One in ten check E-mail during worship...

(by Tim) If they did it while I was preaching, I'd think I had no one to blame but myself. (Thanks, Janet.)




Link doesn't open for me, but I gotta wonder how someone checks e-mail during a sermon.

Maybe the first step is to secure the church wireless network, or better yet, don't allow laptops in the service.

I wonder what the Puritans would do with such a thing...

All you need is your iphone to check your e-mail in church but if the church had wifi I wouldn't have to use my own minutes up. I wonder if the local tree church has wifi to go with their coffee. Perhaps the elders should be considering never know when God might send an e-mail instead of the Holy Spirit.

Never thought of that. I must be a dinosaur.


I read in [absolutely no idea what biblical] Leadership [is] Journal that cool tech savvy pastors are now asking their hot and hip twenty somethings to 'text' them questions while they preach. Isn't that, like, so rad?

Even more prevalent are people who bring their cell phones with them into worship. Can leaving it in the car be all that painful? I often ask them "are you expecting a phone call?" The answer usually has to do with work. If a call can't wait, maybe they shouldn't go to church that day.

Seems like just yesterday someone was retelling the story of a man whose cell-phone went off while at the communion rail. I guess the difference is the initiator, but the addiction remains the same.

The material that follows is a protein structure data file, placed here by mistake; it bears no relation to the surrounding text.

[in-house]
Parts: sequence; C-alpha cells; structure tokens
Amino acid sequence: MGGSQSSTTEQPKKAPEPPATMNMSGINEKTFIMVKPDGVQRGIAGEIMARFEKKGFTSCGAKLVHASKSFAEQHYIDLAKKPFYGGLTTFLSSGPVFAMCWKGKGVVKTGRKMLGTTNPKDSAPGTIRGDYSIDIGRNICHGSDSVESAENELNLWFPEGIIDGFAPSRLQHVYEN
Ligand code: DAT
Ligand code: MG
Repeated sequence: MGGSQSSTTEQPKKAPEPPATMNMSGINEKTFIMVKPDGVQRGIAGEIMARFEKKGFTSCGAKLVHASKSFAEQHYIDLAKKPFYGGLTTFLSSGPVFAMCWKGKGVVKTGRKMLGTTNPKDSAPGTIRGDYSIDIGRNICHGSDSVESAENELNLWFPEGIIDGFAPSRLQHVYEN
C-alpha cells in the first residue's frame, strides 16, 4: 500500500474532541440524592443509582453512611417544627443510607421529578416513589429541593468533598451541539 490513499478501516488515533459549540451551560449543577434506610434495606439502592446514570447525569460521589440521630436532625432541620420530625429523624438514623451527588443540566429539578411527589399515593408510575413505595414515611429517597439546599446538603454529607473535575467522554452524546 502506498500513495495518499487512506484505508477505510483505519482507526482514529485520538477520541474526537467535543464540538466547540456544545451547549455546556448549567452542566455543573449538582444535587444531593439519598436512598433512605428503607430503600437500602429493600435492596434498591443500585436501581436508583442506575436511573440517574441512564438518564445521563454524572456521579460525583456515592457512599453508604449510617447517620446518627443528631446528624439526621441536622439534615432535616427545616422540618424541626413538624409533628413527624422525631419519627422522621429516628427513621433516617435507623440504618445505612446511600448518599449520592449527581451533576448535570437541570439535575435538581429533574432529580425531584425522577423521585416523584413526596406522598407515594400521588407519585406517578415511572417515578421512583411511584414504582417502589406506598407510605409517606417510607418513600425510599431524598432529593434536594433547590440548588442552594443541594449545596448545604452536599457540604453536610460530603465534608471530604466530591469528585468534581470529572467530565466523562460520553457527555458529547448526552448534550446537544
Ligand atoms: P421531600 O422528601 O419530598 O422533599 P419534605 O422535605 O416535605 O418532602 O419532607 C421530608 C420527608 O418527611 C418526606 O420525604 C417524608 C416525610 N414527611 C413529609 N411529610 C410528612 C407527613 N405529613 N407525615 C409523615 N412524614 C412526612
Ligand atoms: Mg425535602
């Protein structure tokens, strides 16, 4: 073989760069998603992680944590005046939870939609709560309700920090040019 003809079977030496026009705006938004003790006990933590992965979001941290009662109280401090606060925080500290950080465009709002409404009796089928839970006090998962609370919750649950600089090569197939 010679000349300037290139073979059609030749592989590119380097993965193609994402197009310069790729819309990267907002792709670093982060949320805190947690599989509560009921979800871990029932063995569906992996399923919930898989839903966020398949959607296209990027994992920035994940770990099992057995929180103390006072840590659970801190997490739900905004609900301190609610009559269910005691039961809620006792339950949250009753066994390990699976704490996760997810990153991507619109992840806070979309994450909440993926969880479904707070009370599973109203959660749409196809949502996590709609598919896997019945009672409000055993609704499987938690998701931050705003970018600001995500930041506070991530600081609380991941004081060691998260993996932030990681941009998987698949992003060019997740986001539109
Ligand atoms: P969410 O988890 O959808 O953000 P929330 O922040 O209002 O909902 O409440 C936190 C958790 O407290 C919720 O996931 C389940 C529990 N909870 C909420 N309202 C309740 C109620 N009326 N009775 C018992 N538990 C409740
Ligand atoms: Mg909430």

But if you think the Sunday service is bad, you should see scientific conferences. 80% of the attendees have laptops, and 100% of them are either in e-mail or web. Gives a whole new meaning to virtual lectures.

>If a call can't wait, maybe they shouldn't go to church that day.

So anyone who is on call should refrain from participating in corporate public worship? Don't think so. Muting the phone would be a better idea.

Well, my cell phone never makes a noise. It's always on vibrate. But it's Bluetooth and has been known to introduce nasty feedback into our sound system when a call comes in. And this is a fairly common problem with Bluetooth phones.

So if there are Bluetooth phones in your church, they should always be turned off--not simply muted.

I agree, David. There still are such things as pagers, which can easily be put on vibrate and which don't seem to interfere, as blue tooth apparently does.

I always kept my pager on vibrate and sat on the aisle near a door when I was on call. One can always leave quietly and make the return call on a "land line" or their cell phone once they have left the worship space.


I guess I've just discovered one advantage to preaching and leading worship in a small venue:

In preaching, of course, I'm facing the pews. But for much of the remainder of the service, I'm facing the altar, whether speaking or singing. But, no amplification is needed. So in that regard, our worship is impervious to blue-tooth.

Smallness has advantages, I suppose.

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